We left home about ten minutes earlier than planned (wow!) and stopped for a late lunch at Boomer’s Drive-In in Bellingham. Then we headed south, charged at the quick charger in Burlington for 12 minutes, and continued to Magic Nissan of Everett.

Trish and her blue appliqué

Trish and her blue appliqué

At Magic we were met by Ray, from whom we bought our car, who had a special surprise for Trish! A while back she had seen someone else’s LEAF had a blue console appliqué, and decided that she wanted one too. Ray wasn’t sure that we could get one, as it’s typically a factory option. Nevertheless, we was able to get one and we installed it in the car for Trish. She was delighted!

Just as we were finishing our charging session at the dealer, the heavens opened and released, of all things, cats and dogs. I quickly unplugged and got in the car to not get wet in my t-shirt and shorts, and we headed to our destination.

Day 1 Charge Level

Day 1 Charge Level

Traffic was a bit heavier than expected, probably partly due to the heavy rain, but we got through at all and got to Trish’s dad’s house. I plugged the EVSE to my extension cord and adapter and that into the 50 amp outlet in his garage — it works! We charged up to 90% then stopped — we’ll charge the rest in the morning, so the car doesn’t sit at 100% overnight.

At the left you can see a GPS track of our journey. The color of the line reflects the amount of charge in our battery: green is 100%, blue is less than that, purple even less, and red would be 0% (which we hopefully won’t be seeing!). You can see where the hue changes abruptly when we charged.

We’ll need 100% tomorrow because we’re going to attempt a long drive. Ideally we would charge in Fife and then Olympia. However the company that built the charger in Fife is now charging a $5.00 flat fee for using the quick charger — even if we only used it for a minute. So we, along with many of our EV-owning friends, are protesting by not using these chargers. We’re not upset that there is a fee, just that it is a flat fee. We’d like to see them charger per-kilowatt-hour, ideally, or per-minute otherwise.

Day 2 Route

Day 2 Route

Anyway, this means we’d like to get to Olympia (Tumwater, actually) without using the charger in Fife or any of the ones in the Seattle area (which are all the same brand). The distance we need to cover, then, is 82.5 miles. I’d like to have a reserve of 2-3 kWh for emergency detours and such. With a full charge we end up with 21.3 kWh usable in our batteries, minus 3 kWh reserve, gives us 18.3 kWh to go 82.5 miles. To achieve this, we would need to get 4.5 mi/kWh. This is probably not going to happen: our car is loaded full of camping stuff and we’ll be going at freeway speeds (depending on traffic). On the way down today we only were able to get 3.9 (the rain doesn’t help, neither did the headwind).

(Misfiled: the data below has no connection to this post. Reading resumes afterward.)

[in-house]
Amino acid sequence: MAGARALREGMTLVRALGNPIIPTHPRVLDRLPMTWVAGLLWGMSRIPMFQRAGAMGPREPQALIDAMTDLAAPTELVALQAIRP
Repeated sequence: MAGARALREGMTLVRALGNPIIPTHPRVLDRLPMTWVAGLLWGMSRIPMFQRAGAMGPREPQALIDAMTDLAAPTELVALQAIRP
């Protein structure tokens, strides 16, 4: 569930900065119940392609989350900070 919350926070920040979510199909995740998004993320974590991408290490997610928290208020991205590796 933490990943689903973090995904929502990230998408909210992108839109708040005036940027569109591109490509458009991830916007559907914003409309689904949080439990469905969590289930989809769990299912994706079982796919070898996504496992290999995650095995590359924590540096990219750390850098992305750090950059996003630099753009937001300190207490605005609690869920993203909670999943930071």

So our plan instead is to stop at a level 2 charger (instead of the quick charger) about halfway through the route. We will likely use the one at the Walgreens in Des Moines — it’s close to I-5 and WA-99, either of which we may be using. By my calculations, we’ll want to charge there for about 35-40 minutes to get what we need to comfortably make it to Fife. We’ll probably use this time to find some lunch nearby (there are many options there).

The rest of the day should be fairly straightforward. After charging in Tumwater, we’ll continue south and charge in Centralia, Castle Rock, and Ridgefield. This will get us into downtown Portland, where our friends live, with plenty charge to spare. They have a 110 outlet in their parking garage we can plug in to for charging overnight.

The trip odometer now reads 88.6. We’ll be adding about 200 miles tomorrow.

Remember to follow @tyrel and watch #EVroadtrip on Twitter for updates along the way. I’ll write again tomorrow night from Portland!

Road Trip: Day 1 Pre-Post: Bellingham to Lynnwood

By Tyrel on


Welcome to the first day of our road trip!

The plan today is very simple. We’ll go from Bellingham to Trish’s dad’s house in Lynnwood. We will leave home with a 100% charge, do a quick charge in Burlington, and another quick charge at Magic Nissan of Everett (the best car dealer in the world, by the way!). This second charge may not be entirely needed but we aren’t 100% confident that we’ll be able to get a L2 charge at Trish’s dad’s.

After we get there I’ll write another post detailing anything interesting that happened and what our plan is for tomorrow — a hint: it’s the longest drive of our whole trip!

Getting Ready

By Tyrel on August 27, 2013

We’re now less than 48 hours from the start of our trip, so preparations are rolling along. We’re still looking for camping meal ideas and places to stop and check out along the way.

Here is our route (which I drew up in Microsoft Paint, much to Trish’s dismay):


We’re pretty excited about seeing friends we haven’t seen in a long time, and then camping out on the coast. Hopefully it doesn’t rain, but we’ll be prepared for that in case it does.